• To provide proper quality education, to mainstream into government schools.
    • Involved community to undertake the program on its own.
    • 500 children involved in moving around in the project area will be reduced
    • Health and nutritional status of children
    • Participation of Government agencies and SSA
    • Community participation
    • Linkages with mainstreamed school
    • Records of routine reviews by Samurnata staff by project coordinator.
    • Secondary information local administration and SSA
    • School enrollment and rate of drop out
    • Process evaluation by Cosmos and Railway Children
    • Political will - from all sectors of the society
    • Acceptance by parents and community of the need to eliminate child labour and child abuse
    • Long term donor support for activities which will address to overcome the root causes
    • Fear of eviction
    • Migration of families from time to time for livelihood

    Three years


     1. Theme:
    Introduction:Our perception of various developments Issues relating to North Bengal evolves from hard facts experienced in the area. They are depicted in the following:

    – Very low literacy rate. Almost 16000 deprived urban children identified so far. Education for students are generally restricted up to Class VI or VIII. High dropout rates (nearly 62%), from primary to middle school lervel. Abnormally high students-teacher ratio at primary level schools which occassionally touches 150:1. There are large numbers (approximately 36%) of out of school children in the three districts, Darjeeling, Jalpaiguri and Coochbehar. In Coochbehar particularly, the out of school boys comprises 16.25% of school age (5 – 9 years) boys population matched by 19.92% of girls. (source Child register North Bengal)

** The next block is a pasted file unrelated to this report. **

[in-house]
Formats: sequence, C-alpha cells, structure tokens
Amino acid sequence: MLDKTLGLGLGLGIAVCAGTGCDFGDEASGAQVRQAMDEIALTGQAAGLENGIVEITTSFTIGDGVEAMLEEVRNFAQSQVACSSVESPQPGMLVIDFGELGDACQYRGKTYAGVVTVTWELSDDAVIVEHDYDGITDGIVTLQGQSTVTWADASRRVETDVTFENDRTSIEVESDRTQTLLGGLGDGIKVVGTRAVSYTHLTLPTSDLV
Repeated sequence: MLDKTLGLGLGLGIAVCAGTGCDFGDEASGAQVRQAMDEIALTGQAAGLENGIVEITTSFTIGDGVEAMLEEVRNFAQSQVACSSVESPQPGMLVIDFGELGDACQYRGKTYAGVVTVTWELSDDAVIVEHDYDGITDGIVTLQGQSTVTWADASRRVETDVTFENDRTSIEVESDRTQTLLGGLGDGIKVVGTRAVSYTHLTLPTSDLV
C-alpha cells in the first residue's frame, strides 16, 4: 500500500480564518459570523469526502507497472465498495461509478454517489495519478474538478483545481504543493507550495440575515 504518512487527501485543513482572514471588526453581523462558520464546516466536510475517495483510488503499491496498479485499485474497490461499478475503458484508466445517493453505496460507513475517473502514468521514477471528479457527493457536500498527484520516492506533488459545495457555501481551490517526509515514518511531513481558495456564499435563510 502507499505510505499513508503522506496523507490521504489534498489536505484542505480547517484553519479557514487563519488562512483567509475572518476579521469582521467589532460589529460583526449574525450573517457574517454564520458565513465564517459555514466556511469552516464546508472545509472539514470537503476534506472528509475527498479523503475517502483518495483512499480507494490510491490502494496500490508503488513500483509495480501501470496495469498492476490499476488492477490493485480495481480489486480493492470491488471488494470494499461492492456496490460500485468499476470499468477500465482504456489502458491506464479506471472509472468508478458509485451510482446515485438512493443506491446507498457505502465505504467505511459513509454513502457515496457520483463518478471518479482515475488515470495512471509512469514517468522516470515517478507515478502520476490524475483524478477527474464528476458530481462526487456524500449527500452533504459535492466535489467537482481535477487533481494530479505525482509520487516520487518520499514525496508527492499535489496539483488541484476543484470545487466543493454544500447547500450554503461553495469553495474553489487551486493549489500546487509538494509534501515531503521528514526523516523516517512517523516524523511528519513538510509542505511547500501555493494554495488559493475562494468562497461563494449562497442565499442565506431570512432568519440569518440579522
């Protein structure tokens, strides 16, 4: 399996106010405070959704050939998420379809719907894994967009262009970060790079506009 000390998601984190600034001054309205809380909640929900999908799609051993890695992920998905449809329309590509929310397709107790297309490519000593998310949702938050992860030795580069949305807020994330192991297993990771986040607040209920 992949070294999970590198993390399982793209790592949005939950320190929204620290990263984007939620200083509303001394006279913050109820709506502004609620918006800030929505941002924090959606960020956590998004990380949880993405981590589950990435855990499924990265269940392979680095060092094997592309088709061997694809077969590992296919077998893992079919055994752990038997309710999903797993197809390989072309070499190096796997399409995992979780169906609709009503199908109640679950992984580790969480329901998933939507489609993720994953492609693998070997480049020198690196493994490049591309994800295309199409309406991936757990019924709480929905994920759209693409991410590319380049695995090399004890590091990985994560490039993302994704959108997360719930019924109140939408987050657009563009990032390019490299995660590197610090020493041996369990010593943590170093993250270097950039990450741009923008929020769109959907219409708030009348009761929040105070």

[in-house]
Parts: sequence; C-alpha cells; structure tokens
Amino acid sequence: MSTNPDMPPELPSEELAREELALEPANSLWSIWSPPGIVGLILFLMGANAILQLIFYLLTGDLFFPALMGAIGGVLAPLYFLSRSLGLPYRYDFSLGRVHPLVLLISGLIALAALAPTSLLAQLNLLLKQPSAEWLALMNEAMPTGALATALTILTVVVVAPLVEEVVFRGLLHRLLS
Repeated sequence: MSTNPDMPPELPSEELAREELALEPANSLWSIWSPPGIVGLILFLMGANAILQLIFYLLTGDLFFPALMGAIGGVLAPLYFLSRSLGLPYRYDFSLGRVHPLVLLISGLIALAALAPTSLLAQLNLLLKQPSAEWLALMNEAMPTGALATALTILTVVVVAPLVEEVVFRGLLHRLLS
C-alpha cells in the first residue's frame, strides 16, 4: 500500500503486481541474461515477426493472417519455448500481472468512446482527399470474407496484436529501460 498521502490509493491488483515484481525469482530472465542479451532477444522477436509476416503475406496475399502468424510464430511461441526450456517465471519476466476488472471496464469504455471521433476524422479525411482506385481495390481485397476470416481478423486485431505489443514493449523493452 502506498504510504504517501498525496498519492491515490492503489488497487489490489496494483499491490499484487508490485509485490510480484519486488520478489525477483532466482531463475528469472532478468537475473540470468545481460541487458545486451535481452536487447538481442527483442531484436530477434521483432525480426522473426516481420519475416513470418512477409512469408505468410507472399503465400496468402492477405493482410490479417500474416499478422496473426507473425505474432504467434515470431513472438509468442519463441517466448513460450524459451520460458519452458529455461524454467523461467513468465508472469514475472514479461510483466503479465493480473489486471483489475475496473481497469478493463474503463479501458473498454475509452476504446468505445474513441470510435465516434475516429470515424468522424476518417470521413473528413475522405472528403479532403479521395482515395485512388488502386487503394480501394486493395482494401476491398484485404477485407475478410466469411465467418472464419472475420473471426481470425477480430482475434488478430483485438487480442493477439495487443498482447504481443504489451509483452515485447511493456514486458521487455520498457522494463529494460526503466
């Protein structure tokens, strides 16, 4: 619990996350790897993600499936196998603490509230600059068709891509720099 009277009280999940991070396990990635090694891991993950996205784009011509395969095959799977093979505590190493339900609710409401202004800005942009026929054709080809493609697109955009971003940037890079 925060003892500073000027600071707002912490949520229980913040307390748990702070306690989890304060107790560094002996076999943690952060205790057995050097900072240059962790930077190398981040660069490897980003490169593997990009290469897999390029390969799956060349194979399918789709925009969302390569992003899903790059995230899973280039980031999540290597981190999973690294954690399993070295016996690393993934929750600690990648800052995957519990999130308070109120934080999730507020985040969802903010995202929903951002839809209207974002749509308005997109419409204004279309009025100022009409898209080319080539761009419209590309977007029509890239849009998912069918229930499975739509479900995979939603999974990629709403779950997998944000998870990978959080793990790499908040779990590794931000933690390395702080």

– Most of the health centers are dysfunctional. There is hardly any staff available and scanty arrangement for medicines. Immunization suffers greatly affecting both expectant mothers and new born.

    Poor communication facilities and inaccessible areas: Networks of kutcha and seasonally operational roads connect almost 75% of the area. In spite of the fact that both types of rail and road arterial links with Northeast to rest of the country passes through the districts, yet, the majority poor from hinterlands remain inaccessible to such services and thereby, market opportunity and overall economic growth.

    Flood prone area: The areas are affected perpetually by floods due to receding carrying capacity of the tributaries of Bramhaputra and Ganges caused by rapid deforestation in Bhutan and Nepal and from dams controlling water flow.

    Concentration of minorities and refugees and problems of unemployment: Being geographically sandwiched among three sovereign states of Nepal, Bhutan and Bangladesh, and the area blessed with parenially stagnant or dying agriculture tea industry still beacons daily labour from across the border. Its unofficial rate stands around 3000 daily, of whom, nearly 2 to 3 percent actually settle down in ever spreading slums of the local cities and along the banks of rivers flowing through the municipalities of Siliguiri, Jalpaiguri and Coochbehar. It results in an obvious fall-out in flesh trade, poised to bloom into STD/HIV/AIDS epidemic in future affecting whole of the country. As the passing transport operators turn-out to the biggest clientele to the trade from all over India.